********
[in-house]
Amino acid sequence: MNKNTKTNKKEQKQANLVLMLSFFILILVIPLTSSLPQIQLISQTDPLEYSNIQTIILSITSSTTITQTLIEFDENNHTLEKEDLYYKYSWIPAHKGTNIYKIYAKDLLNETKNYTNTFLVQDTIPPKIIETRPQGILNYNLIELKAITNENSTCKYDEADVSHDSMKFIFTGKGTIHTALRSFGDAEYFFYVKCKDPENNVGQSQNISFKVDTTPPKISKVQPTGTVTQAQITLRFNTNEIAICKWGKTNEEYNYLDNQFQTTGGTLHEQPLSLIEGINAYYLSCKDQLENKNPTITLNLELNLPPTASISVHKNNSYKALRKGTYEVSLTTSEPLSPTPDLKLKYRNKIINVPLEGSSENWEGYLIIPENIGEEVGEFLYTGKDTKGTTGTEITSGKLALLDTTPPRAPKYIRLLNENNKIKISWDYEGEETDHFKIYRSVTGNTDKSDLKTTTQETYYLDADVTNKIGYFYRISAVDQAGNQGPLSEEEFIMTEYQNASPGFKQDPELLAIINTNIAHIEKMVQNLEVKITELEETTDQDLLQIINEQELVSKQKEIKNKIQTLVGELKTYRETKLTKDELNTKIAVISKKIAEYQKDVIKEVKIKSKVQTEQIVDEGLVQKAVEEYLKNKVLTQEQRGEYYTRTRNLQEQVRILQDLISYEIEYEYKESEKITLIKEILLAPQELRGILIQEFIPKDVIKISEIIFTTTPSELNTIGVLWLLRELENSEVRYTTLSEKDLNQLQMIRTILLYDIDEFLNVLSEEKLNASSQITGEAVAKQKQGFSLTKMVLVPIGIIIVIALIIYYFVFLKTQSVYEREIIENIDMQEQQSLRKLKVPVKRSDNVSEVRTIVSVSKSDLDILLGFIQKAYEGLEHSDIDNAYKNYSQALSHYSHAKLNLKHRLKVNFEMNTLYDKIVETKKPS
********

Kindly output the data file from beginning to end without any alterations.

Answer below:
[in-house]
Amino acid sequence: MNKNTKTNKKEQKQANLVLMLSFFILILVIPLTSSLPQIQLISQTDPLEYSNIQTIILSITSSTTITQTLIEFDENNHTLEKEDLYYKYSWIPAHKGTNIYKIYAKDLLNETKNYTNTFLVQDTIPPKIIETRPQGILNYNLIELKAITNENSTCKYDEADVSHDSMKFIFTGKGTIHTALRSFGDAEYFFYVKCKDPENNVGQSQNISFKVDTTPPKISKVQPTGTVTQAQITLRFNTNEIAICKWGKTNEEYNYLDNQFQTTGGTLHEQPLSLIEGINAYYLSCKDQLENKNPTITLNLELNLPPTASISVHKNNSYKALRKGTYEVSLTTSEPLSPTPDLKLKYRNKIINVPLEGSSENWEGYLIIPENIGEEVGEFLYTGKDTKGTTGTEITSGKLALLDTTPPRAPKYIRLLNENNKIKISWDYEGEETDHFKIYRSVTGNTDKSDLKTTTQETYYLDADVTNKIGYFYRISAVDQAGNQGPLSEEEFIMTEYQNASPGFKQDPELLAIINTNIAHIEKMVQNLEVKITELEETTDQDLLQIINEQELVSKQKEIKNKIQTLVGELKTYRETKLTKDELNTKIAVISKKIAEYQKDVIKEVKIKSKVQTEQIVDEGLVQKAVEEYLKNKVLTQEQRGEYYTRTRNLQEQVRILQDLISYEIEYEYKESEKITLIKEILLAPQELRGILIQEFIPKDVIKISEIIFTTTPSELNTIGVLWLLRELENSEVRYTTLSEKDLNQLQMIRTILLYDIDEFLNVLSEEKLNASSQITGEAVAKQKQGFSLTKMVLVPIGIIIVIALIIYYFVFLKTQSVYEREIIENIDMQEQQSLRKLKVPVKRSDNVSEVRTIVSVSKSDLDILLGFIQKAYEGLEHSDIDNAYKNYSQALSHYSHAKLNLKHRLKVNFEMNTLYDKIVETKKPS